English seamen and divers

Paperback | October 12, 2012

byAlphonse Esquiros

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This historic book may have numerous typos and missing text. Purchasers can usually download a free scanned copy of the original book (without typos) from the publisher. Not indexed. Not illustrated. 1868 edition. Excerpt: ...take place at three o'clock. They were already full of merchandise between decks, and the passengers--men, women, and children--were climbing with difficulty, and step by step, up the rough rope-ladders hung along the side of the ships. The boiler fires were lighted, the funnels were smoking, the steam was hissing, and nevertheless there was yet no motion. The Laurent and the Medora were two fine screw-ships, but one would hardly fancy what an utter helplessness and inability of movement these floating masses manifest in the confined waters of the basin. What advantage do they derive from their power if they are not in a position to make use of it? It is necessary to haul them out by means of cables, which are gradually rolled round huge iron capstans by an hydraulic process. It is water, in fact, which, compressed by certain contrivances, is the principal and invisible agent of the great automatic labours executed with the help of machinery. Ships--those machines assisted by machines--are thus enabled to supplement the energy in which for the time they are deficient. But there are still several obstacles which oppose the passage of the two steamships, helped though they be by the above appliances: among other things there is a massive iron bridge, over which carriages are now rolling. There is no need for anxiety; in the docks obstacles give way, and are removed of their own accord by means of concealed mechanical combinations. The bridge turned round on one of its axes as if by magic, and left the passage free. There was now no impediment except the lock-gates, in front of which both the departing ships stopped for a short time one after another. Some friends who had gone on board to bid adieu to the passengers now descended the...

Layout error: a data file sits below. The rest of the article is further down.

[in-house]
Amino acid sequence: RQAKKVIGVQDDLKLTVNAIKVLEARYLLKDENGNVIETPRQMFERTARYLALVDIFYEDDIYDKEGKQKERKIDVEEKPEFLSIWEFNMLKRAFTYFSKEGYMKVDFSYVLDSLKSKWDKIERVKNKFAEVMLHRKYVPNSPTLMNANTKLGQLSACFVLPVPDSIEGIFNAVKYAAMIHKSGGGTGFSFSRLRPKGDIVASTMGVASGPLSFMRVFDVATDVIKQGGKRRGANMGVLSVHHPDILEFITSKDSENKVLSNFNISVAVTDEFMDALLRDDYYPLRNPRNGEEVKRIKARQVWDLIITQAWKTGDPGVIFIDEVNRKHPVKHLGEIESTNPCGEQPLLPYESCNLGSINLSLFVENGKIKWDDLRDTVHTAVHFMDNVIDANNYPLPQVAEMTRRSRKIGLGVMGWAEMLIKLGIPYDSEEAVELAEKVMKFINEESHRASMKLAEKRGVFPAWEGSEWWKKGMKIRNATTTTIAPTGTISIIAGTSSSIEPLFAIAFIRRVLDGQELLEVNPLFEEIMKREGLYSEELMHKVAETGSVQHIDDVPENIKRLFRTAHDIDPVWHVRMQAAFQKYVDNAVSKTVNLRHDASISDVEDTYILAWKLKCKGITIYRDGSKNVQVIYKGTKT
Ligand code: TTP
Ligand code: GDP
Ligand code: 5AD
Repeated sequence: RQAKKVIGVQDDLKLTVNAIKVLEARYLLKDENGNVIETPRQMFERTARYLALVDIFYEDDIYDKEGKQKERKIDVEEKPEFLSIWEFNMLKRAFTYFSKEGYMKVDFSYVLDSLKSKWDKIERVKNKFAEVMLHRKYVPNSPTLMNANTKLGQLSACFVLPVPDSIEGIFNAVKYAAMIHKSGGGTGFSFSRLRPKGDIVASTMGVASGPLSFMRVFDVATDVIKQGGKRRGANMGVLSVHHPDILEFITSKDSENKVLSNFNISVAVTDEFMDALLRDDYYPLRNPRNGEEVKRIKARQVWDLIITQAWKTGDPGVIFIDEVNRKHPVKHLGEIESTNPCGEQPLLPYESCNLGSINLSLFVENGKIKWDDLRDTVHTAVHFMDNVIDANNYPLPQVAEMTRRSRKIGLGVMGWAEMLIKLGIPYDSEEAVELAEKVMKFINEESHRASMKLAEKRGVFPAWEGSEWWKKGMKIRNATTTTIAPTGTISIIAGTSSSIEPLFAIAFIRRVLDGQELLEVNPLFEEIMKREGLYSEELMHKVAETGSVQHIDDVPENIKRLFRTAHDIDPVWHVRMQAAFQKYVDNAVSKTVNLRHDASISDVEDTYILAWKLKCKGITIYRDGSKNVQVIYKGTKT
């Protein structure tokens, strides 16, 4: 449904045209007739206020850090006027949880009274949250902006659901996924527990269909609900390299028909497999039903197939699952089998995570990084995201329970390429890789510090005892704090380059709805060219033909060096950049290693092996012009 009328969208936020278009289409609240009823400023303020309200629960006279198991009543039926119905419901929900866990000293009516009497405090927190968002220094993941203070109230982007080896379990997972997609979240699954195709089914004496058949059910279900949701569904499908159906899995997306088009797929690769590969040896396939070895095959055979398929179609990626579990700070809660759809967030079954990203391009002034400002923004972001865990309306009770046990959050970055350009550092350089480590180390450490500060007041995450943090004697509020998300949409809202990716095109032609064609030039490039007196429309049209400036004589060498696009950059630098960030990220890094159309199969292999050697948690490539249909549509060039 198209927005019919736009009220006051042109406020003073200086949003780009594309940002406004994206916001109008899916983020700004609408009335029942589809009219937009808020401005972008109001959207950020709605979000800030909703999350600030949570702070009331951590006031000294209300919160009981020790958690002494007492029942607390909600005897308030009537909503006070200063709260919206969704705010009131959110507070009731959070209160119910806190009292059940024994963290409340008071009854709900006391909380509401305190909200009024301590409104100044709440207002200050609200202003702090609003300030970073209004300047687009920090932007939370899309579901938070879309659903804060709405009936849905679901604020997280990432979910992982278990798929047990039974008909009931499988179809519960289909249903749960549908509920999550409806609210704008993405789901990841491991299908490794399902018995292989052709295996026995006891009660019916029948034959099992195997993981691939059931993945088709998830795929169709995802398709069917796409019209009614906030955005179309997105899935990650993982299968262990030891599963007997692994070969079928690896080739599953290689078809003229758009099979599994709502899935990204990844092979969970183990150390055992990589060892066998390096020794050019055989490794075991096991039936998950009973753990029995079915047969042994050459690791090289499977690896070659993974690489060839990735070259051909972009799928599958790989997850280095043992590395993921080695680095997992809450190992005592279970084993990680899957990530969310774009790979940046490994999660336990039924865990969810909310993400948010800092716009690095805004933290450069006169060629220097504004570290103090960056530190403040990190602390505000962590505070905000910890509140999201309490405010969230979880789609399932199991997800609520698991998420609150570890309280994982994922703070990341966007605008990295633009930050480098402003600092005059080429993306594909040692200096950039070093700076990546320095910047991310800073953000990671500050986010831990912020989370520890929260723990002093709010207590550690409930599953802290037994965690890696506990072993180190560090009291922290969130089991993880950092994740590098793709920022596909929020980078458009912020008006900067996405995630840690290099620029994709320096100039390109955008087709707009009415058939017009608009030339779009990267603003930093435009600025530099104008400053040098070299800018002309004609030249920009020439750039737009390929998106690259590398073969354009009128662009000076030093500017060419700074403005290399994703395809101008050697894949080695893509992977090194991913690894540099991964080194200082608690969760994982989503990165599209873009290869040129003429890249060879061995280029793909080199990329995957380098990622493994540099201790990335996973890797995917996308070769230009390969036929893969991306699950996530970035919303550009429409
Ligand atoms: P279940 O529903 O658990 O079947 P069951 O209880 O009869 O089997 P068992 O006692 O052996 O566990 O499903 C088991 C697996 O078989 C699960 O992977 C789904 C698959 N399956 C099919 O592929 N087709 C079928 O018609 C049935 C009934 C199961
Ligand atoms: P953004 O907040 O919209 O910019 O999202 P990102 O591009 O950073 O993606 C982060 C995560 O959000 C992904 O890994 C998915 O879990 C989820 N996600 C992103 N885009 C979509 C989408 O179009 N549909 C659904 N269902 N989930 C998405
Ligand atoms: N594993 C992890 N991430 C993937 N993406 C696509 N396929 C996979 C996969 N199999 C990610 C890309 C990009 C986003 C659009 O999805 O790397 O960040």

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This historic book may have numerous typos and missing text. Purchasers can usually download a free scanned copy of the original book (without typos) from the publisher. Not indexed. Not illustrated. 1868 edition. Excerpt: ...take place at three o'clock. They were already full of merchandise between decks, and the passengers--men, wome...

Format:PaperbackDimensions:78 pages, 9.69 × 7.44 × 0.16 inPublished:October 12, 2012Publisher:General Books LLCLanguage:English

The following ISBNs are associated with this title:

ISBN - 10:0217470009

ISBN - 13:9780217470001

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